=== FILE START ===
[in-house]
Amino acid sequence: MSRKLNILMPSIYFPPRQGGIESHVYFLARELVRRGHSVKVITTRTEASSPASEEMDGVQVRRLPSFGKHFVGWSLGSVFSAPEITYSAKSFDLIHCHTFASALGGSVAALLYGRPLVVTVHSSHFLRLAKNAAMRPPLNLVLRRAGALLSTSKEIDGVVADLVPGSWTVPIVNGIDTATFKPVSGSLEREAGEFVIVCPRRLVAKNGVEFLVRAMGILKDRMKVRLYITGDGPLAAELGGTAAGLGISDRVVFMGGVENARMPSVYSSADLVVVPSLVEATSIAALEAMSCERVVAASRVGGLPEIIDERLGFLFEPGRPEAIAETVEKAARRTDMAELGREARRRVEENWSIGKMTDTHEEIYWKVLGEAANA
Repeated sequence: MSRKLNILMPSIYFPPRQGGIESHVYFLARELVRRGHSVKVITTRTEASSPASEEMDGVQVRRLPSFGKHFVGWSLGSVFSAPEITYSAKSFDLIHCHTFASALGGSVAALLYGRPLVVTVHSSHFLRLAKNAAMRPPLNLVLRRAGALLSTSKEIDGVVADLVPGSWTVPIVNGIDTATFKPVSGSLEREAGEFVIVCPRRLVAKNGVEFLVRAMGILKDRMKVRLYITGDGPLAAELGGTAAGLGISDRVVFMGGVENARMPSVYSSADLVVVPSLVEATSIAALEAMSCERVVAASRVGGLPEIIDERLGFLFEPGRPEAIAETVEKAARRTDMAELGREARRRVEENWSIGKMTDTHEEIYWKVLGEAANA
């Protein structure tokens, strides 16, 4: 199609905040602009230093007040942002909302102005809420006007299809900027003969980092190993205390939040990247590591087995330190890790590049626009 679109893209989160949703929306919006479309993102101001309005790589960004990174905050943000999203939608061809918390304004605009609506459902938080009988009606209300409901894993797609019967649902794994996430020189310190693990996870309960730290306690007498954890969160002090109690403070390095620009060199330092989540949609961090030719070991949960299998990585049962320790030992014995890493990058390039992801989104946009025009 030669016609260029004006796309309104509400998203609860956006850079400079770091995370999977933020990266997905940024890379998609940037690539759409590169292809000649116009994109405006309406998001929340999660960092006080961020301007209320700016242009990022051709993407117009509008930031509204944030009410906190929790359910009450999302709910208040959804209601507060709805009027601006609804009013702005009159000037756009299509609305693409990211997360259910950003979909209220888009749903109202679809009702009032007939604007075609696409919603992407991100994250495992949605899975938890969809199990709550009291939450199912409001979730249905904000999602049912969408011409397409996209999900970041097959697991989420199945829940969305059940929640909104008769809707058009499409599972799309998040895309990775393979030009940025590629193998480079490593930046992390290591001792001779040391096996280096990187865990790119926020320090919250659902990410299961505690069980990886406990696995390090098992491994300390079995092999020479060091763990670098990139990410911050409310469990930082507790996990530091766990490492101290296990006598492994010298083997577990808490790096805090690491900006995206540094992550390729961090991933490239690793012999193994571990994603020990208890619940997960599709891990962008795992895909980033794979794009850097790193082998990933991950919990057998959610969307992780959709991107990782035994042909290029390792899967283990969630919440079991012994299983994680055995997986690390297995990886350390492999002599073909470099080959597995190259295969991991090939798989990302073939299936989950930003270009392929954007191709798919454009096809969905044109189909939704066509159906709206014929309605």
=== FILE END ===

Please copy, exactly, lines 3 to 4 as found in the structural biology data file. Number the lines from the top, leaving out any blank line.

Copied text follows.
Repeated sequence: MSRKLNILMPSIYFPPRQGGIESHVYFLARELVRRGHSVKVITTRTEASSPASEEMDGVQVRRLPSFGKHFVGWSLGSVFSAPEITYSAKSFDLIHCHTFASALGGSVAALLYGRPLVVTVHSSHFLRLAKNAAMRPPLNLVLRRAGALLSTSKEIDGVVADLVPGSWTVPIVNGIDTATFKPVSGSLEREAGEFVIVCPRRLVAKNGVEFLVRAMGILKDRMKVRLYITGDGPLAAELGGTAAGLGISDRVVFMGGVENARMPSVYSSADLVVVPSLVEATSIAALEAMSCERVVAASRVGGLPEIIDERLGFLFEPGRPEAIAETVEKAARRTDMAELGREARRRVEENWSIGKMTDTHEEIYWKVLGEAANA
């Protein structure tokens, strides 16, 4: 199609905040602009230093007040942002909302102005809420006007299809900027003969980092190993205390939040990247590591087995330190890790590049626009 679109893209989160949703929306919006479309993102101001309005790589960004990174905050943000999203939608061809918390304004605009609506459902938080009988009606209300409901894993797609019967649902794994996430020189310190693990996870309960730290306690007498954890969160002090109690403070390095620009060199330092989540949609961090030719070991949960299998990585049962320790030992014995890493990058390039992801989104946009025009 030669016609260029004006796309309104509400998203609860956006850079400079770091995370999977933020990266997905940024890379998609940037690539759409590169292809000649116009994109405006309406998001929340999660960092006080961020301007209320700016242009990022051709993407117009509008930031509204944030009410906190929790359910009450999302709910208040959804209601507060709805009027601006609804009013702005009159000037756009299509609305693409990211997360259910950003979909209220888009749903109202679809009702009032007939604007075609696409919603992407991100994250495992949605899975938890969809199990709550009291939450199912409001979730249905904000999602049912969408011409397409996209999900970041097959697991989420199945829940969305059940929640909104008769809707058009499409599972799309998040895309990775393979030009940025590629193998480079490593930046992390290591001792001779040391096996280096990187865990790119926020320090919250659902990410299961505690069980990886406990696995390090098992491994300390079995092999020479060091763990670098990139990410911050409310469990930082507790996990530091766990490492101290296990006598492994010298083997577990808490790096805090690491900006995206540094992550390729961090991933490239690793012999193994571990994603020990208890619940997960599709891990962008795992895909980033794979794009850097790193082998990933991950919990057998959610969307992780959709991107990782035994042909290029390792899967283990969630919440079991012994299983994680055995997986690390297995990886350390492999002599073909470099080959597995190259295969991991090939798989990302073939299936989950930003270009392929954007191709798919454009096809969905044109189909939704066509159906709206014929309605």